Container shipping is set to return to New Plymouth with a route linking regional ports and Australia’s east coast

Move Logistics has reached an agreement to acquire a vessel, the Atlas Wind, outside of Europe.

Provided / Stuff

Move Logistics has reached an agreement to acquire a vessel, the Atlas Wind, outside of Europe.

A ‘revolutionary’ freight forwarding service is set to launch in Port Taranaki – eight years after the container trade ended.

New Plymouth-based freight forwarding and warehousing company Move Logistics Group has announced a freight line linking New Plymouth to New Zealand regional ports, Tasmania and the east coast of Australia.

A new division, Move Oceans, is bringing in freighter from Europe, and the first bulk, bulk and container sailing is set to take place “this side of Christmas”, chief executive Dale Slade said.

“We already have strong engagement from a few customers. There has been a lot of interest. »

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Port Taranaki has been without container shipping since 2014, although trade declined after Fonterra pulled out in 2009.

Move Oceans has reached an agreement to buy carrier Atlas Wind, which can carry 350 containers, the equivalent of 5,000 tonnes of bulk cargo, and the sale is expected to close in October.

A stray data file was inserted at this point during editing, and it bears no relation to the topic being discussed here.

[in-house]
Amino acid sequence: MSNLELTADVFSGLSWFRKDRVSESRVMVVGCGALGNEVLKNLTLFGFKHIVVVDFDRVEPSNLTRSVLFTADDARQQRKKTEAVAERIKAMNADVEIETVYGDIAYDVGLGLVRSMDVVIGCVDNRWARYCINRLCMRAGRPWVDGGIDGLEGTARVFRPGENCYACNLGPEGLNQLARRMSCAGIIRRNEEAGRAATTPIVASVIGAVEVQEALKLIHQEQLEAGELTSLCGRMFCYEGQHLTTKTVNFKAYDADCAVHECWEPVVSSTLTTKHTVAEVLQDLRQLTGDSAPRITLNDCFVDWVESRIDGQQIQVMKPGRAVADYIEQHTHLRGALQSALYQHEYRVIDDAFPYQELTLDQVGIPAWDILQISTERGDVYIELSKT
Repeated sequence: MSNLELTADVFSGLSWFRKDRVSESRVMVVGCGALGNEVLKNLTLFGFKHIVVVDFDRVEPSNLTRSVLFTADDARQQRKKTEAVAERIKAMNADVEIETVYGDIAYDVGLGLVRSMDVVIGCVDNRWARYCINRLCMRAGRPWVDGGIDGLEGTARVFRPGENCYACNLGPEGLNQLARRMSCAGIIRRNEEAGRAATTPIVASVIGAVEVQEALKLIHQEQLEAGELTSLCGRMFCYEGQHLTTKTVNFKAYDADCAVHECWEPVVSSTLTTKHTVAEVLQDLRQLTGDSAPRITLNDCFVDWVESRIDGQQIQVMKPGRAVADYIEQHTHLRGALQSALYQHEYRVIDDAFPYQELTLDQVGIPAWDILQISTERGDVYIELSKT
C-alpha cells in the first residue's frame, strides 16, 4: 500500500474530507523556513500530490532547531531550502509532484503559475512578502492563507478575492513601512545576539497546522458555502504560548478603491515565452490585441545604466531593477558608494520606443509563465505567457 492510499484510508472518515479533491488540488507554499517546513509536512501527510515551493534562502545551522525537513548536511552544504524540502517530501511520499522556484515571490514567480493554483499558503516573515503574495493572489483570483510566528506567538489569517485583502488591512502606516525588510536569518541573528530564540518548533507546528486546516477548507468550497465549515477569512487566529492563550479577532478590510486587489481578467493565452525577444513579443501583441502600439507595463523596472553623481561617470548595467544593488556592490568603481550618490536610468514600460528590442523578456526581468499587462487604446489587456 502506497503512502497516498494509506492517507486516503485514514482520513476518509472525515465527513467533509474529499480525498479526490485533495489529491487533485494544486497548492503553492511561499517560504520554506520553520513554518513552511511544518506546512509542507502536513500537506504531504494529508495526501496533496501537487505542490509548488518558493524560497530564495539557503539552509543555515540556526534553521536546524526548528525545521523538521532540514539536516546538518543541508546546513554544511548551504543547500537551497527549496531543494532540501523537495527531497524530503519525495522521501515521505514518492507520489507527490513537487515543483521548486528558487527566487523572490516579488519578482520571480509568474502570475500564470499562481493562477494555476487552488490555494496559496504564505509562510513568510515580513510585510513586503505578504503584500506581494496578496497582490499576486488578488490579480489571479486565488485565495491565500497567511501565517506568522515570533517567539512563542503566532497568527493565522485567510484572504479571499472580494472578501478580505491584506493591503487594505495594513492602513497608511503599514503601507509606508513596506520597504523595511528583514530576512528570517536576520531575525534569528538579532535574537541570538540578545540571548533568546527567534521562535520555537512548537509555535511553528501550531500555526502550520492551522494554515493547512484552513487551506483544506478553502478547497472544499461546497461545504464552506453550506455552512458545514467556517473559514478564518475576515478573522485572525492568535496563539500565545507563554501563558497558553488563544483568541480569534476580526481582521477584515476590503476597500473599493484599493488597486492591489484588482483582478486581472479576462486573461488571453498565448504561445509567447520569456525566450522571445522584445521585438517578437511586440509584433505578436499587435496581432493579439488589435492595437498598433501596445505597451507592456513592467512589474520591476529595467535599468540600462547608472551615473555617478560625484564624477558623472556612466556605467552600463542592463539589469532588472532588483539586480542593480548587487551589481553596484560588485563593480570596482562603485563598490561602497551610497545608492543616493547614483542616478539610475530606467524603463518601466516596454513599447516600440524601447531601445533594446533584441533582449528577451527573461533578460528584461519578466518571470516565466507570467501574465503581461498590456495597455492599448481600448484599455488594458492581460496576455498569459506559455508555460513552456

Move Oceans plans to offer a monthly service between New Plymouth, Nelson, Timaru and Bluff, and across Tasmania.

Slade said the service will not only give Taranaki businesses a new export opportunity, “it will also allow New Plymouth to have direct access to imports from Australia.”

“It’s fantastic to be able to build a shipping service from scratch and work with regional customers, who represent many of Move’s existing customers, and it’s a great complement to our national trucking and warehousing.

“That changes things a bit. There are not many logistics companies that also have their own ship to deliver the products. »

Slade said it was “probably the worst time in shipping history to do this” in the wake of Covid, which had caused shipping delays and worker shortages, but it was also “the also the most opportune moment”.

“It’s not the magic bullet to deal with maritime congestion issues, but it’s a decently sized vessel that will deliver a large tonnage and a reliable monthly cycle.

“The intention is for it to be a three to five year plan and then we can definitely look at bigger ships with a higher frequency.”

Move is also developing a separate trucking service between New Zealand regional ports.

Waka Kotahi NZ Transport Agency has invested $10 million in the scheme, which was announced in June.

The decision is to purchase and refit a quarter-ramp ro-ro vessel, with first sailing to take place next year.

Move said the service would take vehicles off the road and save 2,000 tonnes of carbon emissions per year.